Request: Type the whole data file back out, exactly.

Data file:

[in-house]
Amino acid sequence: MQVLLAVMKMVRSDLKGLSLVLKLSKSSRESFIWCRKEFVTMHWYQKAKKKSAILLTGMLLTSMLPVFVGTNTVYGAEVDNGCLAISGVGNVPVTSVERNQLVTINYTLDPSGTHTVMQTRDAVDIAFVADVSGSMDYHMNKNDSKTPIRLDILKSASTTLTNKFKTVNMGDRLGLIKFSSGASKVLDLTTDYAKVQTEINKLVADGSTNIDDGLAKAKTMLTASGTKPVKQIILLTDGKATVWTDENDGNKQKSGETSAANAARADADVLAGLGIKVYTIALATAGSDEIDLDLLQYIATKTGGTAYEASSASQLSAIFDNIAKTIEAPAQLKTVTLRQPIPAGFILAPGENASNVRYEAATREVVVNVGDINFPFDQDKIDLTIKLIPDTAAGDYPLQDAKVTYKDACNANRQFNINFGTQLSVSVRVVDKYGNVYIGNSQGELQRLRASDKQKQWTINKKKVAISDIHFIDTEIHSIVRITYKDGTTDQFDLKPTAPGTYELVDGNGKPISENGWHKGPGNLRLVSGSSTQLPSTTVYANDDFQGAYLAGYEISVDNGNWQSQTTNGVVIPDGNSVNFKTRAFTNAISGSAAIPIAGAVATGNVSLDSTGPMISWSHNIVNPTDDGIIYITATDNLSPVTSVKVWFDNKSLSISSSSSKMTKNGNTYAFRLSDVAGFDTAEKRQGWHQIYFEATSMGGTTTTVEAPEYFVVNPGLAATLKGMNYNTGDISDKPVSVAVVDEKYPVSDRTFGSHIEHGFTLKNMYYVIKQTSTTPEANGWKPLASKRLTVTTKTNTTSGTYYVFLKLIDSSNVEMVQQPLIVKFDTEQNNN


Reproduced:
[in-house]
Amino acid sequence: MQVLLAVMKMVRSDLKGLSLVLKLSKSSRESFIWCRKEFVTMHWYQKAKKKSAILLTGMLLTSMLPVFVGTNTVYGAEVDNGCLAISGVGNVPVTSVERNQLVTINYTLDPSGTHTVMQTRDAVDIAFVADVSGSMDYHMNKNDSKTPIRLDILKSASTTLTNKFKTVNMGDRLGLIKFSSGASKVLDLTTDYAKVQTEINKLVADGSTNIDDGLAKAKTMLTASGTKPVKQIILLTDGKATVWTDENDGNKQKSGETSAANAARADADVLAGLGIKVYTIALATAGSDEIDLDLLQYIATKTGGTAYEASSASQLSAIFDNIAKTIEAPAQLKTVTLRQPIPAGFILAPGENASNVRYEAATREVVVNVGDINFPFDQDKIDLTIKLIPDTAAGDYPLQDAKVTYKDACNANRQFNINFGTQLSVSVRVVDKYGNVYIGNSQGELQRLRASDKQKQWTINKKKVAISDIHFIDTEIHSIVRITYKDGTTDQFDLKPTAPGTYELVDGNGKPISENGWHKGPGNLRLVSGSSTQLPSTTVYANDDFQGAYLAGYEISVDNGNWQSQTTNGVVIPDGNSVNFKTRAFTNAISGSAAIPIAGAVATGNVSLDSTGPMISWSHNIVNPTDDGIIYITATDNLSPVTSVKVWFDNKSLSISSSSSKMTKNGNTYAFRLSDVAGFDTAEKRQGWHQIYFEATSMGGTTTTVEAPEYFVVNPGLAATLKGMNYNTGDISDKPVSVAVVDEKYPVSDRTFGSHIEHGFTLKNMYYVIKQTSTTPEANGWKPLASKRLTVTTKTNTTSGTYYVFLKLIDSSNVEMVQQPLIVKFDTEQNNN